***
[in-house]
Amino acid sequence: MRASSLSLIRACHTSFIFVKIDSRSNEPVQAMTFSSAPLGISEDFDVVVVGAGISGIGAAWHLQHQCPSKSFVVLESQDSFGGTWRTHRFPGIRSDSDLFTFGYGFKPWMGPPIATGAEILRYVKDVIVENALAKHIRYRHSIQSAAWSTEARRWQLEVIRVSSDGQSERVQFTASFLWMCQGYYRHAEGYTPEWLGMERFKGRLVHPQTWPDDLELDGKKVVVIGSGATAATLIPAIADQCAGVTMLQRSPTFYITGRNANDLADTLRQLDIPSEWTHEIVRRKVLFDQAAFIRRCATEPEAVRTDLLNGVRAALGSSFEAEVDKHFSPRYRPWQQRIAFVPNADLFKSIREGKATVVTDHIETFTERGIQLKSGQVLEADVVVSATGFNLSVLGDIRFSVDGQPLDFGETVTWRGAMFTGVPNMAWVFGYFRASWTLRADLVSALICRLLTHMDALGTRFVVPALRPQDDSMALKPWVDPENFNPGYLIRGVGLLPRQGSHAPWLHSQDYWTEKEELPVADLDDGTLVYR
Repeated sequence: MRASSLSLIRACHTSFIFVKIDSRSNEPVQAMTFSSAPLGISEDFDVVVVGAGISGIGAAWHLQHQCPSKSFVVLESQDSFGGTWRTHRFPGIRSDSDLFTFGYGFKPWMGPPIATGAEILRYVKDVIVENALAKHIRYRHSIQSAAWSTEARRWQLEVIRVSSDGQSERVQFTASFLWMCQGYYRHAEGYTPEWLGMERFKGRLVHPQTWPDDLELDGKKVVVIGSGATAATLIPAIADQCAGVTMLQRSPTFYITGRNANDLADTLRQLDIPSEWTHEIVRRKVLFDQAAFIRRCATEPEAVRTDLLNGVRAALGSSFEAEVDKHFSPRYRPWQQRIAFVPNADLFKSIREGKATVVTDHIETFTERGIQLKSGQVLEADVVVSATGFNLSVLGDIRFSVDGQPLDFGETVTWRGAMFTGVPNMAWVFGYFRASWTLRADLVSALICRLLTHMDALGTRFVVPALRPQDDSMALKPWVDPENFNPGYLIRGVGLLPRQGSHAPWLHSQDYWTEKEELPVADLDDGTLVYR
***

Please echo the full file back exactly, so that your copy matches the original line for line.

[in-house]
Amino acid sequence: MRASSLSLIRACHTSFIFVKIDSRSNEPVQAMTFSSAPLGISEDFDVVVVGAGISGIGAAWHLQHQCPSKSFVVLESQDSFGGTWRTHRFPGIRSDSDLFTFGYGFKPWMGPPIATGAEILRYVKDVIVENALAKHIRYRHSIQSAAWSTEARRWQLEVIRVSSDGQSERVQFTASFLWMCQGYYRHAEGYTPEWLGMERFKGRLVHPQTWPDDLELDGKKVVVIGSGATAATLIPAIADQCAGVTMLQRSPTFYITGRNANDLADTLRQLDIPSEWTHEIVRRKVLFDQAAFIRRCATEPEAVRTDLLNGVRAALGSSFEAEVDKHFSPRYRPWQQRIAFVPNADLFKSIREGKATVVTDHIETFTERGIQLKSGQVLEADVVVSATGFNLSVLGDIRFSVDGQPLDFGETVTWRGAMFTGVPNMAWVFGYFRASWTLRADLVSALICRLLTHMDALGTRFVVPALRPQDDSMALKPWVDPENFNPGYLIRGVGLLPRQGSHAPWLHSQDYWTEKEELPVADLDDGTLVYR
Repeated sequence: MRASSLSLIRACHTSFIFVKIDSRSNEPVQAMTFSSAPLGISEDFDVVVVGAGISGIGAAWHLQHQCPSKSFVVLESQDSFGGTWRTHRFPGIRSDSDLFTFGYGFKPWMGPPIATGAEILRYVKDVIVENALAKHIRYRHSIQSAAWSTEARRWQLEVIRVSSDGQSERVQFTASFLWMCQGYYRHAEGYTPEWLGMERFKGRLVHPQTWPDDLELDGKKVVVIGSGATAATLIPAIADQCAGVTMLQRSPTFYITGRNANDLADTLRQLDIPSEWTHEIVRRKVLFDQAAFIRRCATEPEAVRTDLLNGVRAALGSSFEAEVDKHFSPRYRPWQQRIAFVPNADLFKSIREGKATVVTDHIETFTERGIQLKSGQVLEADVVVSATGFNLSVLGDIRFSVDGQPLDFGETVTWRGAMFTGVPNMAWVFGYFRASWTLRADLVSALICRLLTHMDALGTRFVVPALRPQDDSMALKPWVDPENFNPGYLIRGVGLLPRQGSHAPWLHSQDYWTEKEELPVADLDDGTLVYR